Category: CMS-Research

UCO Professors Collaborate on U. of Kansas NSF EPSCoR Grant

Drs. Robert Brennan and Sean Laverty are part of a multi-institutional NSF EPSCoR grant to research tick-borne diseases including Lyme disease and Rocky Mountain spotted fever. The four-year $3,921,229 grant, “Marshalling Diverse Big Data Streams to Understand Complexity of Tick-borne Diseases in the Southern Great Plains,”  is a collaboration among six universities in Kansas and Oklahoma, with the University of Kansas (KU) serving as the lead institution. Along with KU and UCO, the consortium includes Kansas State University, Pittsburgh State University, Oklahoma State University and the University of Oklahoma. According to the project abstract, major components of the research include assembling detailed large-scale datasets on the occurrences of different tick species, genomes of the ticks and pathogens, and environmental variation across the region. Dr. Brennan, biology professor, director of the Center for Interdisciplinary Biomedical Education and Research (CIBER) and associate dean of the UCO College of Mathematics and Science, serves as a Co-Principal Investigator on the grant. Dr. Laverty, associate professor of mathematics and statistics and CIBER member, will provide data analysis.  

 

CMS Faculty Receive OK-INBRE Grants

Three CMS faculty have received OK-INBRE grants totaling $189,160 for the 2020-2021 academic year.

Dr. Mohammad Hossan, Associate Professor of Engineering & Physics, received a Research Principal Investigator grant for $189,160. His project “Flow Analysis of a Bioresorbable Pipeline Embolization Device for Treatment of Aneurysms,” involves the design and development of bioresorbable pipeline embolization devices (PEDs) that will control aneurysm-specific hemodynamic parameters and degrade after completely dissolving the aneurysm.

Dr. Hari Kotturi, Professor of Biology, received a $31,389 grant for his project, “Incorporation of Mycobacteriophages in Electrospun Nanofiber.” The goal of the study is to develop an antimicrobial dressing by incorporating bacteriophages that can kill Mycobacterium abscessus, a common causative agent of soft tissue infections in hospitals. Dr. Kotturi’s research team will be able to enhance the antimicrobial property of polycaprolactone/collagen I (PCL/Col I) nanofiber by integrating mycobacteriophages into the nanofiber used as a wound dressing.

Dr. Christina Hendrickson, Coordinator of the Human Physiology Lab in the Department of Biology, was funded $27,083 for her project, “Investigating Anti-carcinogenic Effects of Taraxacum officinale.” The specific aims of the research are to: determine cancer cell viability and apoptosis; determine whether cancer cell apoptosis is activated by intrinsic or extrinsic pathways, and whether leakage of pro-apoptotic factors from mitochondria or induction of oxidative stress on cancer cells are involved in induced cell death; and determine cancer cell migration and invasion.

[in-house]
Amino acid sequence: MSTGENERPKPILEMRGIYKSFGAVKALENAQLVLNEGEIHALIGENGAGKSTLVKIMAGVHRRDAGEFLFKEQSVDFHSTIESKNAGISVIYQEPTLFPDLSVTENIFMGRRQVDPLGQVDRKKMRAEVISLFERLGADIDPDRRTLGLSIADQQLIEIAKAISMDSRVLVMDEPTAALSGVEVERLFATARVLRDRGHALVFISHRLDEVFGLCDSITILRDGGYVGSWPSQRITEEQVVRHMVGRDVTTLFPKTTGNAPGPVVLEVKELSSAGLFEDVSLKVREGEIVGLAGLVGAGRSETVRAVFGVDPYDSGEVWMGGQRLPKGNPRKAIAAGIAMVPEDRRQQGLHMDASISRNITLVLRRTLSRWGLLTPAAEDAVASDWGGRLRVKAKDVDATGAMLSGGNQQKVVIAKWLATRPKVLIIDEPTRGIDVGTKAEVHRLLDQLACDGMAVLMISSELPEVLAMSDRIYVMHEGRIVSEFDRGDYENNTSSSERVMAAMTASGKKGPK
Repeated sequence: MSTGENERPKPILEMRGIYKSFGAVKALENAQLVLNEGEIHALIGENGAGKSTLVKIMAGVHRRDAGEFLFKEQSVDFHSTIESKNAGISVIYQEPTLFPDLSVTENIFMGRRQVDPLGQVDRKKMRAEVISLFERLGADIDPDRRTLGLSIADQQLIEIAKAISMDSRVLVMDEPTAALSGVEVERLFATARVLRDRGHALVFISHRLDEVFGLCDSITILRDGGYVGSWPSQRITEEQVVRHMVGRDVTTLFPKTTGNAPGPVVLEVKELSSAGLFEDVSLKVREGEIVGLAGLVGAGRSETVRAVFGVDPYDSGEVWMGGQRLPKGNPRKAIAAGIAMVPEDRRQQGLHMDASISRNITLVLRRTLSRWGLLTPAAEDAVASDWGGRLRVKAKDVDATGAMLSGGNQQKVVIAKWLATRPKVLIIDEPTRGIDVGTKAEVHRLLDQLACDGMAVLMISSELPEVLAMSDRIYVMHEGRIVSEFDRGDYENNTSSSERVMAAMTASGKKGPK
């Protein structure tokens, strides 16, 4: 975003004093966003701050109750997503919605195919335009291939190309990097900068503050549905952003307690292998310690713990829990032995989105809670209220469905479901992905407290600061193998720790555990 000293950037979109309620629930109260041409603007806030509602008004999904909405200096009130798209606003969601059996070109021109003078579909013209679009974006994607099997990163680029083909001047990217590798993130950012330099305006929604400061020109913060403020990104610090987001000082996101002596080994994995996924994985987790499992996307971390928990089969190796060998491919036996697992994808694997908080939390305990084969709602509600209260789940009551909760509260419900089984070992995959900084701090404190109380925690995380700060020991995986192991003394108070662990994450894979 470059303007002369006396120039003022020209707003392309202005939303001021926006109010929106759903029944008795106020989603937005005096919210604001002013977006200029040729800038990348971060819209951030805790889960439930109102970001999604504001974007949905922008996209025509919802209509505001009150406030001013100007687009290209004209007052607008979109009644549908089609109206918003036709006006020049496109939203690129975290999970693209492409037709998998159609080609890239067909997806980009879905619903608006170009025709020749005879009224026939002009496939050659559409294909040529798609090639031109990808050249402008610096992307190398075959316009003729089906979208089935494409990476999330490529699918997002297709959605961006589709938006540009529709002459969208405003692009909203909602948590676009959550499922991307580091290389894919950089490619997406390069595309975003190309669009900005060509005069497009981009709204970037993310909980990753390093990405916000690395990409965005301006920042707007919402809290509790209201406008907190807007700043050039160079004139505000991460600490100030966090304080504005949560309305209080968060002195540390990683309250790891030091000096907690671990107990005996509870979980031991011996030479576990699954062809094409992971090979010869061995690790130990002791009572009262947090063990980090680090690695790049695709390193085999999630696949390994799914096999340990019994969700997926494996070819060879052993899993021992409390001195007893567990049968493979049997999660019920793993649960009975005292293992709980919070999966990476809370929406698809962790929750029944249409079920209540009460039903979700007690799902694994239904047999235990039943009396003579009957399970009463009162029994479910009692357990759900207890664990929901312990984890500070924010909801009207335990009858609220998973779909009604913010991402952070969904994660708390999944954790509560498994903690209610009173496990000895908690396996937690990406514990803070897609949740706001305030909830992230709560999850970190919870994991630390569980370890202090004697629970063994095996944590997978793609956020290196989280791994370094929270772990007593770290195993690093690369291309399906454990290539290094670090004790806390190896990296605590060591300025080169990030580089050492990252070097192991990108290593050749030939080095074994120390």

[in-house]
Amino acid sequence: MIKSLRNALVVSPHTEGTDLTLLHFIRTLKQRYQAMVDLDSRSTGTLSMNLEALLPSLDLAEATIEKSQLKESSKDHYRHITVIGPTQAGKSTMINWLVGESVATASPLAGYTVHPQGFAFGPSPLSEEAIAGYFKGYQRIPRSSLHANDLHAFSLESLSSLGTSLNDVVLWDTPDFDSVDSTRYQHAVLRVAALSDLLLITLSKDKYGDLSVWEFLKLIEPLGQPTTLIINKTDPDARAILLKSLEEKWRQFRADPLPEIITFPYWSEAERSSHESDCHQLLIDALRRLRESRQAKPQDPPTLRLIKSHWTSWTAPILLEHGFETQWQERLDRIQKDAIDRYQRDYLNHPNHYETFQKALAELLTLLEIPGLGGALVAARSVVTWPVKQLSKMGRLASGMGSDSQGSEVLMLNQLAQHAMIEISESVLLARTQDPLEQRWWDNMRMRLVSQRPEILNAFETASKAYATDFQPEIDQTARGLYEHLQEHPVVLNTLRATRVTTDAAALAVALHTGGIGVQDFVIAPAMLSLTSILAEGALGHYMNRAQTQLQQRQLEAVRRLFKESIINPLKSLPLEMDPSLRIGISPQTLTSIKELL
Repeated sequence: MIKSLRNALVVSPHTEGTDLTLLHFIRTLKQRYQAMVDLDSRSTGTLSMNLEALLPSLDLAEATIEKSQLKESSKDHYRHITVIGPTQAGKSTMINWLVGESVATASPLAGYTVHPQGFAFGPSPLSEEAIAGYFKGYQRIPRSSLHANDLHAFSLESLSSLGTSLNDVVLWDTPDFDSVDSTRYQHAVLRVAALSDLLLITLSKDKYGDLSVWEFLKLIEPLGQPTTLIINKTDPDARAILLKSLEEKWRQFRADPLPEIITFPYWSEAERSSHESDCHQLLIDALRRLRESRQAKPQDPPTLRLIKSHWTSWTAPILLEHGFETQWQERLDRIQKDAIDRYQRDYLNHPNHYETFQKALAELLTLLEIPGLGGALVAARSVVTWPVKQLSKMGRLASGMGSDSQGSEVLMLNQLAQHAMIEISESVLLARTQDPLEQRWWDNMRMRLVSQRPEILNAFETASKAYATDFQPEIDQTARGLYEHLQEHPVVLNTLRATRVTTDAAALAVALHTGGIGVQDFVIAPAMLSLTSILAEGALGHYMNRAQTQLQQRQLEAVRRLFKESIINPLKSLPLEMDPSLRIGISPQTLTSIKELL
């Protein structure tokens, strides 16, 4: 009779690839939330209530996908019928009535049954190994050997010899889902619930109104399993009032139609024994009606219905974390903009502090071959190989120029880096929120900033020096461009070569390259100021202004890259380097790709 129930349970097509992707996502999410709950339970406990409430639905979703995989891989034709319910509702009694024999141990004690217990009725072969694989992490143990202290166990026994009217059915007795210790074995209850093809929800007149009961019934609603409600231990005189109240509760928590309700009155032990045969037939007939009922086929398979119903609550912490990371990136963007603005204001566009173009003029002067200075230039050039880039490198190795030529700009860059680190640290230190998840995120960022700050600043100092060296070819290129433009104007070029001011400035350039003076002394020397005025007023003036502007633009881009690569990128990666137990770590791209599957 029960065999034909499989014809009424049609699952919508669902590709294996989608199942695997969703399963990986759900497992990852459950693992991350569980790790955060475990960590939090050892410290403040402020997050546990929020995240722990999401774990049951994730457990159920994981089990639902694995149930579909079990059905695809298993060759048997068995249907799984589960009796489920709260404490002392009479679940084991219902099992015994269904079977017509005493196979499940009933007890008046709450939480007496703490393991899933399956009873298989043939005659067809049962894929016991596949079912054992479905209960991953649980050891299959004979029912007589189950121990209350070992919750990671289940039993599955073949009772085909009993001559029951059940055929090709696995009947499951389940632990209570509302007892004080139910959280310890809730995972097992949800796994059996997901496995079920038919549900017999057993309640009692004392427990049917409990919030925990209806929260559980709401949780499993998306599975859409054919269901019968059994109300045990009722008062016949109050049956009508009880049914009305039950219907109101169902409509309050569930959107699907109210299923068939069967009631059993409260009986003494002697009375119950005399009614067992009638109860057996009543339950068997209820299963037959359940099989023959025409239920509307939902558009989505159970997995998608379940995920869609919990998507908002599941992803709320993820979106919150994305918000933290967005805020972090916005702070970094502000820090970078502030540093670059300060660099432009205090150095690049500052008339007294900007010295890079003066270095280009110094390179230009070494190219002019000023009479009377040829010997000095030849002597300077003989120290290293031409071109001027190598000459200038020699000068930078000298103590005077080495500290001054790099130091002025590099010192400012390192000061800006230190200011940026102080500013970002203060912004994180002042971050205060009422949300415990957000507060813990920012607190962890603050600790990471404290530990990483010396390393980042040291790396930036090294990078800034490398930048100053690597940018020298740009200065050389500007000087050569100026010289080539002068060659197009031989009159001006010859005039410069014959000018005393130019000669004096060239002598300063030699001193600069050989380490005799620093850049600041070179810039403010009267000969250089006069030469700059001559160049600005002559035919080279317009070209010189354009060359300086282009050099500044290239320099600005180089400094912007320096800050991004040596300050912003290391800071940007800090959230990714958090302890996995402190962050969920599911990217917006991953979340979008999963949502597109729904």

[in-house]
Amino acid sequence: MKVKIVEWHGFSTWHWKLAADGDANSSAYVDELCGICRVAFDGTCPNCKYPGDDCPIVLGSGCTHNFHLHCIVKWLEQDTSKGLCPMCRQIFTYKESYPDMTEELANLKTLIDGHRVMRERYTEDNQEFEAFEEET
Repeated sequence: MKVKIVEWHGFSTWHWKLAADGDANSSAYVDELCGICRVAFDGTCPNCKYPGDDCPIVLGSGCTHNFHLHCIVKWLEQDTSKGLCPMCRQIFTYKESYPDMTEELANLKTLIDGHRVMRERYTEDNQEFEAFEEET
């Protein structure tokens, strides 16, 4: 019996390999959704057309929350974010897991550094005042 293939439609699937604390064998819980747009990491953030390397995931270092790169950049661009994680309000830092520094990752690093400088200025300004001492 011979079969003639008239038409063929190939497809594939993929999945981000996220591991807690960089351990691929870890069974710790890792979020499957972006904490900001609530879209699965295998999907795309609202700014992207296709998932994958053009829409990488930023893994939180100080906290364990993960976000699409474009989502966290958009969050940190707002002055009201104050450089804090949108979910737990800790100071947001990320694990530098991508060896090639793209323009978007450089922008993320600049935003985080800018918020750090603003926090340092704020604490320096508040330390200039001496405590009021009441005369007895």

Simulation of Flow in Porous Media

Note, energy production is not the only application of this project. One application that could be simulated in a similar fashion would be modeling of sequestration of greenhouse gases such as CO2 in the rock formations of interest in energy production.  

 

In this project we aim to improve understanding of flow characteristics in a variety of media types under a range of flow conditions that are observed in production environments. The results will be of use in predicting the production value of reservoirs. 

Effects of Non-symmetric Flow Rates on Fluid Mixing in a Micromixer

We are studying the effects of a mixing two anti-parallel fluid streams with different flow rates to determine the flow rate ratios at particular flow speeds that will improve mixing in micromixers.. There are many applications of micromixers in chemical detection and in biomedical detectors and other devices. The false color plot above uses blue to represent one unmixed fluid and red to represent the other. Other colors indicate various degrees of mixing. This work was supported by National Science Foundation grant ACI-#1429702.

Understanding Turbulence in Active Microscale Mixers

We are studying the effects of a variable electric field to drive mixing in a micromixer and the possible generation of turbulence in the process. Iso-surfaces of velocity are shown here, where blue indicates a low speed and red a high speed. We are also examining entropy generation rates due to advection and diffusion to understand the interplay of irreversibility increase due to entropy generation and improved mixing. This work is supported by National Science Foundation grant ACI-#1429702.